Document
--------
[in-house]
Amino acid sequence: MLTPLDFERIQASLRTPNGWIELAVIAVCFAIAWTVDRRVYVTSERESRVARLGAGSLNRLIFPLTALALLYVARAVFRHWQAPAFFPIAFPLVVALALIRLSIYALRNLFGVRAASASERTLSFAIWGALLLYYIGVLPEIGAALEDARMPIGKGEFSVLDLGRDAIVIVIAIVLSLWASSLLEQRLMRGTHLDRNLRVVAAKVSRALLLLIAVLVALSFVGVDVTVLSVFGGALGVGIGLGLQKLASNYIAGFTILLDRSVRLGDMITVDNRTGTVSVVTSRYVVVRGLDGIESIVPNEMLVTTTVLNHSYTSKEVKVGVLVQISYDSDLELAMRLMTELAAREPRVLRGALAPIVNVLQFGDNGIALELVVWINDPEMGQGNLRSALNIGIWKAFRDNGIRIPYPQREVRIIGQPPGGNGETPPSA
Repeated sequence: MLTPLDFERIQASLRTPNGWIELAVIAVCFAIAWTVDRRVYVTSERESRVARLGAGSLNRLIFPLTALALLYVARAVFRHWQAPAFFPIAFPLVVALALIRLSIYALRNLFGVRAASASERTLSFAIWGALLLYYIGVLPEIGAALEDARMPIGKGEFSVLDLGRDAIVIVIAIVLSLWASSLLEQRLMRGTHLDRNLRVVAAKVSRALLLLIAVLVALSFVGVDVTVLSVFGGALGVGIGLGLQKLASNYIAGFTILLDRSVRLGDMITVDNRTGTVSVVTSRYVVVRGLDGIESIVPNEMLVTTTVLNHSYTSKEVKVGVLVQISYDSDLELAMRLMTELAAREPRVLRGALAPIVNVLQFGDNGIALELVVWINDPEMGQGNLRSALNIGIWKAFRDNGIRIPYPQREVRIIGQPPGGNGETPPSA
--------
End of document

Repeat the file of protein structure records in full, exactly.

[in-house]
Amino acid sequence: MLTPLDFERIQASLRTPNGWIELAVIAVCFAIAWTVDRRVYVTSERESRVARLGAGSLNRLIFPLTALALLYVARAVFRHWQAPAFFPIAFPLVVALALIRLSIYALRNLFGVRAASASERTLSFAIWGALLLYYIGVLPEIGAALEDARMPIGKGEFSVLDLGRDAIVIVIAIVLSLWASSLLEQRLMRGTHLDRNLRVVAAKVSRALLLLIAVLVALSFVGVDVTVLSVFGGALGVGIGLGLQKLASNYIAGFTILLDRSVRLGDMITVDNRTGTVSVVTSRYVVVRGLDGIESIVPNEMLVTTTVLNHSYTSKEVKVGVLVQISYDSDLELAMRLMTELAAREPRVLRGALAPIVNVLQFGDNGIALELVVWINDPEMGQGNLRSALNIGIWKAFRDNGIRIPYPQREVRIIGQPPGGNGETPPSA
Repeated sequence: MLTPLDFERIQASLRTPNGWIELAVIAVCFAIAWTVDRRVYVTSERESRVARLGAGSLNRLIFPLTALALLYVARAVFRHWQAPAFFPIAFPLVVALALIRLSIYALRNLFGVRAASASERTLSFAIWGALLLYYIGVLPEIGAALEDARMPIGKGEFSVLDLGRDAIVIVIAIVLSLWASSLLEQRLMRGTHLDRNLRVVAAKVSRALLLLIAVLVALSFVGVDVTVLSVFGGALGVGIGLGLQKLASNYIAGFTILLDRSVRLGDMITVDNRTGTVSVVTSRYVVVRGLDGIESIVPNEMLVTTTVLNHSYTSKEVKVGVLVQISYDSDLELAMRLMTELAAREPRVLRGALAPIVNVLQFGDNGIALELVVWINDPEMGQGNLRSALNIGIWKAFRDNGIRIPYPQREVRIIGQPPGGNGETPPSA